Amazon is excited to announce the 2022 cohort of Amazon Future Engineer Teacher of the Year Award recipients. Each year, Amazon celebrates 10 dynamic teachers who promote diversity, equity, and inclusion in the classroom to encourage students to pursue careers in computer science and robotics. For the first time, you can ask your Alexa device, “Who are the Amazon Future Engineer Teachers of the Year?” and Alexa will share the following list of this year’s educator recipients:
- Aisha Chadwick, Chapel Hill Elementary School, Decatur, Georgia
- Regan Clark, West Decatur Elementary School, Decatur, Alabama
- Darren Ehrhardt, Central Islip Senior High School, Central Islip, New York
- Jennifer Hall, Dell H. Robison Middle School, Las Vegas, Nevada
- Wanda Jones, Nova Middle School, Davie, Florida
- Voke Ogueh, Alief Hastings High School, Houston, Texas
- Sangmin Pak, Richmond Hill High School, Queens, New York
- Maureen Ryan, Jasper County Middle School, Monticello, Georgia
- Tymond Tran, Thurgood Marshall Middle School, Lynn, Massachusetts
- Billy Urena, William L. Dickinson High School, Jersey City, New Jersey
“We are excited to recognize our third cohort of Amazon Future Engineer Teacher of the Year recipients and celebrate their efforts over the past year to increase access to computer science opportunities in their classrooms and beyond,” said Victor Reinoso, global director of Amazon’s philanthropic education initiatives. "Despite another difficult year with unique challenges brought on by the pandemic, we were impressed by the immense creativity and dedication of these teachers to help their students excel and build fundamental computer science and coding skills that will help them achieve their career goals, whatever those might be.”
One of this year’s winners is Aisha Chadwick, a DeKalb County School District kindergarten and fifth-grade teacher. Through the Amazon Future Engineer program, Amazon is funding computer science curriculum and teacher professional development for 30 elementary schools in the district, impacting more than 10,000 students from underserved communities and groups currently underrepresented in tech.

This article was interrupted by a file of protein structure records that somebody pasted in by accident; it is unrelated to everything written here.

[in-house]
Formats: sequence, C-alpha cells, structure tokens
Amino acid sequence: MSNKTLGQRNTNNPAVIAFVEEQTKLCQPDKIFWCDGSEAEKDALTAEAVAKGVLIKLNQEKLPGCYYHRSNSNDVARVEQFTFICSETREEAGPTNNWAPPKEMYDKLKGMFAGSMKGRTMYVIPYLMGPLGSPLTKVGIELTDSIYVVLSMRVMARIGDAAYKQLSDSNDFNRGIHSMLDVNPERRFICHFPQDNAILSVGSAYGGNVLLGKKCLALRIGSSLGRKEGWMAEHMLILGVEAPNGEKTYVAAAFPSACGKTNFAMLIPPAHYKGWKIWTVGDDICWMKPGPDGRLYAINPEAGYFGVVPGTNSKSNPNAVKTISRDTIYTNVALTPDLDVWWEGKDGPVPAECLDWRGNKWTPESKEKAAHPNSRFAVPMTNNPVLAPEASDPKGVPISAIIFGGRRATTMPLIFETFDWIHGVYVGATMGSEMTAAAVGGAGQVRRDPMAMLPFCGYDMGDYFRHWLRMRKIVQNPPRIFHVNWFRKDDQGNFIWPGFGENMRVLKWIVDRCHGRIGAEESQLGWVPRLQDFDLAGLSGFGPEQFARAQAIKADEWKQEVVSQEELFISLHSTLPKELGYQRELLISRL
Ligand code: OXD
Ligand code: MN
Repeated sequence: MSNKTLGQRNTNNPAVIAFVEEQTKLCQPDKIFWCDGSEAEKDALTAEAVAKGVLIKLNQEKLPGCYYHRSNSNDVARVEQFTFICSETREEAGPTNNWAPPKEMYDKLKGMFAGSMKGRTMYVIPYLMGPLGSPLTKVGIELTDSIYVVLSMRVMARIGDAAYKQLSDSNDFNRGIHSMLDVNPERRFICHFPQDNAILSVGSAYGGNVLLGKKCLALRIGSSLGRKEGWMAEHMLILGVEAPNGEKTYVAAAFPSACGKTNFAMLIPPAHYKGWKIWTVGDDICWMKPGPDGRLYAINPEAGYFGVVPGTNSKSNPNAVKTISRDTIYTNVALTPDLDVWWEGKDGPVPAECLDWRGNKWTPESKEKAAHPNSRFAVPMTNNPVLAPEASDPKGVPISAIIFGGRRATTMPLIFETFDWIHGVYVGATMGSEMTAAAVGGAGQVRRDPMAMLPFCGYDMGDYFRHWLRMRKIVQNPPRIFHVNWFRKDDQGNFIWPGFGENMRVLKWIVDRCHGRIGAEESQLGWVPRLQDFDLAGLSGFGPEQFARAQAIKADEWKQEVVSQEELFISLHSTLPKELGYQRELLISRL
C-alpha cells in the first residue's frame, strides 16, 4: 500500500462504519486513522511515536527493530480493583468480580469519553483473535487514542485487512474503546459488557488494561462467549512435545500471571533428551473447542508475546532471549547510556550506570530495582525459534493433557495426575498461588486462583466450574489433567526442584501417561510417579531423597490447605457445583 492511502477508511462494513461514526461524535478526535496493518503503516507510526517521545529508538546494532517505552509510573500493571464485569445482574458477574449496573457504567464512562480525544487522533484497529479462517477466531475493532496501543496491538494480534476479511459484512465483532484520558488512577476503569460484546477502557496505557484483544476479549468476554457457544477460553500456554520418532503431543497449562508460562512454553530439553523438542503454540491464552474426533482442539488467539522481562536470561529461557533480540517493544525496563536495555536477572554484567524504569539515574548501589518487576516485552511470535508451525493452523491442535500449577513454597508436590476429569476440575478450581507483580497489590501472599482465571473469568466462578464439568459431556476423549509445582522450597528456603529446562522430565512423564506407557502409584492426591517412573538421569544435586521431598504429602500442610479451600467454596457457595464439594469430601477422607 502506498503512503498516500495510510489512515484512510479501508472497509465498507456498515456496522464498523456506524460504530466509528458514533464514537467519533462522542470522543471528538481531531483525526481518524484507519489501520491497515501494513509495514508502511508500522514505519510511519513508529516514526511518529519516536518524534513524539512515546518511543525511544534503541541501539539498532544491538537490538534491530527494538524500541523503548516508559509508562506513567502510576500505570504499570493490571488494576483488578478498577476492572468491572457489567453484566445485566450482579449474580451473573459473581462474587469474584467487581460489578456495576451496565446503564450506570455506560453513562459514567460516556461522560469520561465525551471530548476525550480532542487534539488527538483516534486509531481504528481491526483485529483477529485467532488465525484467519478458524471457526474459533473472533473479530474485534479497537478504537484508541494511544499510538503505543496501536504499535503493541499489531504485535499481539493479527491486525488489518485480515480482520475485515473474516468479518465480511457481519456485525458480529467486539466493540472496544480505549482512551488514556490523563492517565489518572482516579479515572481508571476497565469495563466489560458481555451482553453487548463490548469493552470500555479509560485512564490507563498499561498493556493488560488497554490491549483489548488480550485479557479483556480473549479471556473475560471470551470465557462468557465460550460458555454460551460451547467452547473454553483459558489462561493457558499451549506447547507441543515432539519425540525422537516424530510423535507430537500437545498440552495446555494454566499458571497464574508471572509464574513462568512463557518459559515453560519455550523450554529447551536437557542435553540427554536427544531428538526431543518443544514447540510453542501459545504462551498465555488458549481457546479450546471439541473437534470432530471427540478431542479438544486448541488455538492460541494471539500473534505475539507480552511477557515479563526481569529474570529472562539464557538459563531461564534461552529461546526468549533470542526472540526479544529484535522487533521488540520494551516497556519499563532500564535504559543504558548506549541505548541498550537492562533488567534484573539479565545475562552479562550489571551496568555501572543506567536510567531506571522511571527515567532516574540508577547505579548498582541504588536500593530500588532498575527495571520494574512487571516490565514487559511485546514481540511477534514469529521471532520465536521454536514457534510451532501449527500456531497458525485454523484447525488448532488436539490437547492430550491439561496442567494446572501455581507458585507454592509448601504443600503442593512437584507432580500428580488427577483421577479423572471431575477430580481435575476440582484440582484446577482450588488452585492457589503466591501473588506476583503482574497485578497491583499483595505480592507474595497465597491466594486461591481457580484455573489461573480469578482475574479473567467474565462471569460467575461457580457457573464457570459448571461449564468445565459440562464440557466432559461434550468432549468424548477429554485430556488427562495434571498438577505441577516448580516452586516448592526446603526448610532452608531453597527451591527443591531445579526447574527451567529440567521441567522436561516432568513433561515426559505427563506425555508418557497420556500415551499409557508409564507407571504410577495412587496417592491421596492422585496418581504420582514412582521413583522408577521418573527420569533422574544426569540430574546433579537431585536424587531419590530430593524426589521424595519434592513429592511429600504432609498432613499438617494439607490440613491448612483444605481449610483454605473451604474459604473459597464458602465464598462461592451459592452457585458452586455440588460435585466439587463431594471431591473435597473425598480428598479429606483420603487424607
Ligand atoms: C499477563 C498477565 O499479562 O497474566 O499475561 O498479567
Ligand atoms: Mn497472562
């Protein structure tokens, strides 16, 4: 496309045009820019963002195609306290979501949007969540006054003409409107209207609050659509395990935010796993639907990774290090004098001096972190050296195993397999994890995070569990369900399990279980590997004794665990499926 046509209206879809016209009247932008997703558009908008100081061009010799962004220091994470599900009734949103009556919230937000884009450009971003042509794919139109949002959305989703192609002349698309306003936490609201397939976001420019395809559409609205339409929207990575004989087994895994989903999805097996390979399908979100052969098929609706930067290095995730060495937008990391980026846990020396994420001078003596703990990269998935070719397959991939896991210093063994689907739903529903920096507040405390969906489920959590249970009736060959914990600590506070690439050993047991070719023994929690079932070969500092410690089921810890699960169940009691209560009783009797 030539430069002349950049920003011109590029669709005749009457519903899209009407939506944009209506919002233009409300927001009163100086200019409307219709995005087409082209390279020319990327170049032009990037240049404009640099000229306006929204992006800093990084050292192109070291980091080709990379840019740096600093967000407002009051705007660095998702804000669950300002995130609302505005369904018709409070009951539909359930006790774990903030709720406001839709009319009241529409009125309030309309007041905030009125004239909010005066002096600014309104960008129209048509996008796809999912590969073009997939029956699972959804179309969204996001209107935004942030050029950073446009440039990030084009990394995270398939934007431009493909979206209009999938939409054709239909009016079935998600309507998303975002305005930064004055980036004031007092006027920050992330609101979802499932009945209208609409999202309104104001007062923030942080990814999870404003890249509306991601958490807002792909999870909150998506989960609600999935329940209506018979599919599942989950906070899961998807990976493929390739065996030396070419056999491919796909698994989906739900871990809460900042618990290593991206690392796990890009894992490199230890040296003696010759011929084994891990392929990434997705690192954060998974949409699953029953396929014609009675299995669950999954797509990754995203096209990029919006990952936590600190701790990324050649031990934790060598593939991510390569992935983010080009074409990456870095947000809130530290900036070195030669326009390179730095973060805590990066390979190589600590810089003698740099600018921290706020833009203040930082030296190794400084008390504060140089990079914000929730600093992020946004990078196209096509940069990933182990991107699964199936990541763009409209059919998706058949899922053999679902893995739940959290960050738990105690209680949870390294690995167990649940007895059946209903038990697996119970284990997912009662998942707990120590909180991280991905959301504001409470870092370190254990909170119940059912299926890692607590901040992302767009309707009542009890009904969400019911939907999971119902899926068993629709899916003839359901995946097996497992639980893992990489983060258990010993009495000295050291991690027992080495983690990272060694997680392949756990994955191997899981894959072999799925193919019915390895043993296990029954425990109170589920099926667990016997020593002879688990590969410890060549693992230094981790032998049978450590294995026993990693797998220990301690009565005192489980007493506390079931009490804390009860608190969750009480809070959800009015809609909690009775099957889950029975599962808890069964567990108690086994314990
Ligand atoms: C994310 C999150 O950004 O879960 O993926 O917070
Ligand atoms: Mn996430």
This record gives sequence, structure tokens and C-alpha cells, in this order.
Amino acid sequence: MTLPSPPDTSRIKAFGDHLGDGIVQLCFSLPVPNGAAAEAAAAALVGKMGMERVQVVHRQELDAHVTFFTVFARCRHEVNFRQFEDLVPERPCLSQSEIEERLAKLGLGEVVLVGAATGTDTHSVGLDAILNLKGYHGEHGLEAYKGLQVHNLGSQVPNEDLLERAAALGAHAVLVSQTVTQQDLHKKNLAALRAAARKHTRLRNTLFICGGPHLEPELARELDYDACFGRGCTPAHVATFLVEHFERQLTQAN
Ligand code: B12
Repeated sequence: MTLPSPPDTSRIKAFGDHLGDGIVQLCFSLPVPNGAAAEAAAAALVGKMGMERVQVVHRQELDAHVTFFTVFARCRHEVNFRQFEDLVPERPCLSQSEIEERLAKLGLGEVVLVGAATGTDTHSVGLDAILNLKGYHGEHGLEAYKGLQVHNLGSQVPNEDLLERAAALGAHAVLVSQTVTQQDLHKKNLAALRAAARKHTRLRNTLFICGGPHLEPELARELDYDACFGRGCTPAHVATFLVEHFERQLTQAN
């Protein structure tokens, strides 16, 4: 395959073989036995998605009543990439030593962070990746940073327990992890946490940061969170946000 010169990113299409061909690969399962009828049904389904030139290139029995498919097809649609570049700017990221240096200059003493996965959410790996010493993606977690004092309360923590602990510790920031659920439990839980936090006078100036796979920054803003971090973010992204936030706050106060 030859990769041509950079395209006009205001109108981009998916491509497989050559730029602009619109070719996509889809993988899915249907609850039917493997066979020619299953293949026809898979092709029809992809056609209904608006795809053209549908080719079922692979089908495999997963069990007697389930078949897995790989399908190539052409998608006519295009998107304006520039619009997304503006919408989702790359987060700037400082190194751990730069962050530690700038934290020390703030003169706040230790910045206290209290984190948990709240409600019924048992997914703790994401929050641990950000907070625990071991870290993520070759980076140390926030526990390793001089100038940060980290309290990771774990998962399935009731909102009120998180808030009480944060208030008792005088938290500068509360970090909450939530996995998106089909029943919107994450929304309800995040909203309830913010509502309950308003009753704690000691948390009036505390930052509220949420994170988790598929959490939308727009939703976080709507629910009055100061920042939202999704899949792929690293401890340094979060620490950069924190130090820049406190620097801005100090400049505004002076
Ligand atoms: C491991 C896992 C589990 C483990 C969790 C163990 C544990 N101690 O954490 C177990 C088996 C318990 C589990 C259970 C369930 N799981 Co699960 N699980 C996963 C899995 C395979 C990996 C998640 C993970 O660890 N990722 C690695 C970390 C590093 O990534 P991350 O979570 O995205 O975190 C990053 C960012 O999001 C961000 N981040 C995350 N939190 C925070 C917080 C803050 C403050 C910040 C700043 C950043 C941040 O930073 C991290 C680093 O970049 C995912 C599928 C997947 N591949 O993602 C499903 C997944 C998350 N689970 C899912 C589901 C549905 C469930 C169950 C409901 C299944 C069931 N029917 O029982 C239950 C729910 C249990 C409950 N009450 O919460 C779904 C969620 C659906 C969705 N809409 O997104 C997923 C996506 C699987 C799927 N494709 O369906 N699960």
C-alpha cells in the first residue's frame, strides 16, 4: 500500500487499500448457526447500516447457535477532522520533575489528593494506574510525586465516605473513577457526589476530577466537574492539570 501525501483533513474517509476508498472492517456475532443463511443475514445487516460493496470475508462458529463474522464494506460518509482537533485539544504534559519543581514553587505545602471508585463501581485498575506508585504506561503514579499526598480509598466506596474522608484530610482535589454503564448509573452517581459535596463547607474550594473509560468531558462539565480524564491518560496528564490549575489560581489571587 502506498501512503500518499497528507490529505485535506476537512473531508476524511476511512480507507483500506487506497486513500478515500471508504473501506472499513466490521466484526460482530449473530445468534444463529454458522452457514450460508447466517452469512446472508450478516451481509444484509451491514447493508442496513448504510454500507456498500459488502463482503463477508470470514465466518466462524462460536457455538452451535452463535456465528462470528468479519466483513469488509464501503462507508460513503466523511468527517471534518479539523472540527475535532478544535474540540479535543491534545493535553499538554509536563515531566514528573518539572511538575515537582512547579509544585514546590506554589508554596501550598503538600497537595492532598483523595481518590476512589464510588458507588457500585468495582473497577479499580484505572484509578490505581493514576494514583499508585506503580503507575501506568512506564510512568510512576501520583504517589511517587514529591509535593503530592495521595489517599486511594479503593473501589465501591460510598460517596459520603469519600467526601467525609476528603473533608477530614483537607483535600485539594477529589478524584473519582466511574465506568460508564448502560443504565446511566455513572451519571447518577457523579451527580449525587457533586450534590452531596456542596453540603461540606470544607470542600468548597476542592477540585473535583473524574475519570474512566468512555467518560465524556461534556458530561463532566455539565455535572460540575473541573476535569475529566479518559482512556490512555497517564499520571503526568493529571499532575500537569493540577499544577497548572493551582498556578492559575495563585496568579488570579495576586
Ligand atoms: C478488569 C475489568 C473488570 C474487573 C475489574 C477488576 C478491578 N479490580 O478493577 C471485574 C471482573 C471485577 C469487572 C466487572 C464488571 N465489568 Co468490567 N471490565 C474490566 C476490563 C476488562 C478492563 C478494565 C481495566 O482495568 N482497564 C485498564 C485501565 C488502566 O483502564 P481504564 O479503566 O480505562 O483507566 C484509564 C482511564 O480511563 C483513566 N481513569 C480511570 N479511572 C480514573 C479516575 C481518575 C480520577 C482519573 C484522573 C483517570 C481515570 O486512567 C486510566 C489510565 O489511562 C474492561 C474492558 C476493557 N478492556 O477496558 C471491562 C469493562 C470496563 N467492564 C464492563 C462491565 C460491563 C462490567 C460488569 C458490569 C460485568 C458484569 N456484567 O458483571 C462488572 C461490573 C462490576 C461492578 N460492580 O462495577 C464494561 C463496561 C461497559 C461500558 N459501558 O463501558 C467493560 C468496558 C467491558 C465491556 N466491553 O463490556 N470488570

Amazon is working with BootUp PD, a nonprofit professional development provider, specializing in elementary school education, to bring computer science to 500,000 elementary students by 2025. Teachers like Chadwick make that effort possible. She lives the school’s motto of “STEMulating future engineer careers” and introduced the first age-appropriate computer science and coding curriculum to her school for younger learners.
Chadwick is the co-sponsor of Chapel Hill Elementary’s Innovative Designers Club, which teaches older students the engineering design process and helps them prepare for the district’s technology fair. Working with students as young as five years old, Chadwick teaches students how to use programs such as Scratch and ScratchJr to make animated pictures and videos, and she has designed fun, gamification projects to make learning how to code fun for kids of all ages. She also sponsors Chapel Hill Elementary's Girl CODE, which encourages girls to learn how to code and be game designers. During the pandemic, Chadwick’s school community said that her innovative strategies and techniques “saved the day” and her leadership helped grow virtual engagement and technology skills during remote learning.